Poured-in-Place Terrazzo vs. Manufactured Flooring

What Design Professionals Need to Know

A true terrazzo floor is like no other flooring material. Its raw materials are assembled on the construction site and poured in place by hand as an integral part of the structure. Terrazzo is an exceptionally versatile product, with options to adapt to any project’s demands.

Yet with a poured-in-place floor, it can sound like an out-of-your-control process. What will the finished product look like? What are the options? How is the quality controlled?

These questions were addressed at a preschool center in Atlantic City, NJ. They initially planned to install manufactured ultra-thin terrazzo-style tiles, but through an educative process of negotiations, they opted instead on terrazzo.

“The architect was thrilled,” said Michael Blackburn, vice president of sales and marketing with Master Terrazzo Technologies in Washington, DC. “Poured-in-place terrazzo gave them all the advantages for less money—a faster, less expensive option for a higher-performing product.”

What’s so great about pouring in place? Experts point out several critical advantages of a poured-in-place floor over manufactured products, whether porcelain tile, terrazzo-style tiles, or soft flooring products.



Seamless Floor

The nature of a poured-in-place floor provides a host of benefits. By every metric, the performance of a poured-in-place, thin-set epoxy is unbeatable: its durability, compressive and tensile strength, the capacity to bond to concrete, and crack resistance. It is the leader of life-cycle costs and a life-of-the-facility finish. A resilient, monolithic surface, terrazzo is simpler and cheaper to maintain and keep clean than any other flooring.

Manufactured options, on the other hand, labor under the disadvantages of joints—weak spots that can harbor dirt and bacteria—or the absorbency of carpet. A close look at product literature and warranties and a visit to an installation or two of such alternatives can illustrate this point.

Control Within Flexibility

As with other manufactured products, the aesthetic options of a terrazzo installation are established through samples. NTMA contractors can quickly provide custom samples and can match any color on a paint fan or from another product sample or existing finish.

One misconception with manufactured products is that they offer machine-produced consistency. Michael LaMontagne, AIA, principal architect with C&S Companies, explains why this is not necessarily the case.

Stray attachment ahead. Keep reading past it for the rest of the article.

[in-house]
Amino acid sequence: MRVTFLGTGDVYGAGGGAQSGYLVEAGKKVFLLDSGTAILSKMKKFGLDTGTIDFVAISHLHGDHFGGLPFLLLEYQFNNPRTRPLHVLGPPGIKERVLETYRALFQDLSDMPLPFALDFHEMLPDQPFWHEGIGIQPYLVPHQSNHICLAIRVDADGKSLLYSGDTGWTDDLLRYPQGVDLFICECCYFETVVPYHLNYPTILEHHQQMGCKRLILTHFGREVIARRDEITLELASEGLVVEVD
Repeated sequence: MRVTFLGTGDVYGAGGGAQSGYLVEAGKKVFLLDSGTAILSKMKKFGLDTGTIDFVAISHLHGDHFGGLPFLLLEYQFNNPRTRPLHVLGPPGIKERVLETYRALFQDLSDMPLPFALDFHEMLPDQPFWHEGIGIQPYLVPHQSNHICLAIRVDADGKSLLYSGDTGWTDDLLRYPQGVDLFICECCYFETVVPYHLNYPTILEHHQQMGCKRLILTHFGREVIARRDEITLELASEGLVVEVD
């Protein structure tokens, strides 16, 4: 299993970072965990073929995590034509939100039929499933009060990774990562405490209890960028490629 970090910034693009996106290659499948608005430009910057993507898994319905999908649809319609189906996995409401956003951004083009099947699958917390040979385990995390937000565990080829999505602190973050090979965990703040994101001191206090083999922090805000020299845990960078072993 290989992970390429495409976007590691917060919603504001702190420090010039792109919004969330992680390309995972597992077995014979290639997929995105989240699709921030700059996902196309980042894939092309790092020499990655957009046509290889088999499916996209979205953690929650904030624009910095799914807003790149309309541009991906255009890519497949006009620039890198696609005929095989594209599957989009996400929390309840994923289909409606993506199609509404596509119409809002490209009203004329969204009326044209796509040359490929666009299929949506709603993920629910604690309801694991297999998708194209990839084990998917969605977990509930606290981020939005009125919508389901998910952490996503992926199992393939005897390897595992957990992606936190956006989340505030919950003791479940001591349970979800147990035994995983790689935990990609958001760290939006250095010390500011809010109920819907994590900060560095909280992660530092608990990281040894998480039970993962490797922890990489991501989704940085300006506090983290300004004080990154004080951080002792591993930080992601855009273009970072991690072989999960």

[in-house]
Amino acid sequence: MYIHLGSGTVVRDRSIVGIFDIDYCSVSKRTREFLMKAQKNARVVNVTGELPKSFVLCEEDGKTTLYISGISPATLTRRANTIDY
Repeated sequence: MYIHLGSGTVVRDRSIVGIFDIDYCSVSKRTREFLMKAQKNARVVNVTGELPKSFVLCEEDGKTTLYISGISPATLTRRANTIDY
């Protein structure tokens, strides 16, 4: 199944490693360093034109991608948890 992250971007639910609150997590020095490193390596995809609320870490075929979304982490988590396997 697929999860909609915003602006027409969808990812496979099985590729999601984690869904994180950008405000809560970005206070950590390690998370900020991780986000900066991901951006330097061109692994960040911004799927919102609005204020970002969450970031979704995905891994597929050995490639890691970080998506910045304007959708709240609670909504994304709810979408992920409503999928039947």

“I learned that with ultra-thin tile, there’s no guarantee of thickness to a certain dimension,” said LaMontagne, who has found significant differences in them. “It can cause issues if you are setting it in a bed and dealing with a ⅛-inch difference in the tiles.”

According to Blackburn, many manufactured products also require a stringent minimum substrate tolerance of ⅛-inch in 10 feet. Such a standard can typically only be achieved with a flowable self-leveling product. When this requirement is discovered after the package is brought out, it can add time and cost.

A poured floor allows greater control and flexibility on site, to adjust to site conditions and project demands, noted Joe Iorio, project manager with Yorie Tile & Terrazzo in Allentown, PA. NTMA contractors are well accustomed to such circumstances. They might include opening up a pattern a little to marry with the ceiling soffit, accommodating last-minute design changes, or the option of bending divider strips by hand on the job site.



Terrazzo Hallway

Speed & Cost

A key factor that can bring the price of a poured-in-place floor below that of ultra-thin tiles is the complexity of the patterns. Manufactured products generally have to be outsourced to a waterjet contractor to achieve intricate designs, which is costly and impedes further changes to the designs on the job site.

A poured-in-place floor allows for divider strips to be bent by hand. In the case of the preschool in Atlantic City, the tiles were expensive, and then the waterjet costs were so high that a handcrafted terrazzo floor was clearly a better value.

Raw materials can often be on site more quickly than manufactured products, which may have extended lead times with production and transit. With terrazzo, the resin and aggregate can typically be onsite within a few weeks.

The Right Contractor & NTMA Support

Working with a member contractor of the National Terrazzo & Mosaic Association (NTMA) is the surest route to achieving a quality installation. Confidence in the process can rest on the contractors’ proven competence in their craft, attained only through training and experience. In order to join the association, each member is subject to a rigorous selection process and set of requirements, ensuring the contractor will be a steady, experienced guide in the process.

Furthermore, the NTMA serves as a reliable, authoritative third-party resource as needed for all players in the project. Technical Director Gary French provides guidance and support for the asking. Assistance on terrazzo projects is available, free of charge at (800) 323-9763, ext. 1 or at gary@ntma.com.

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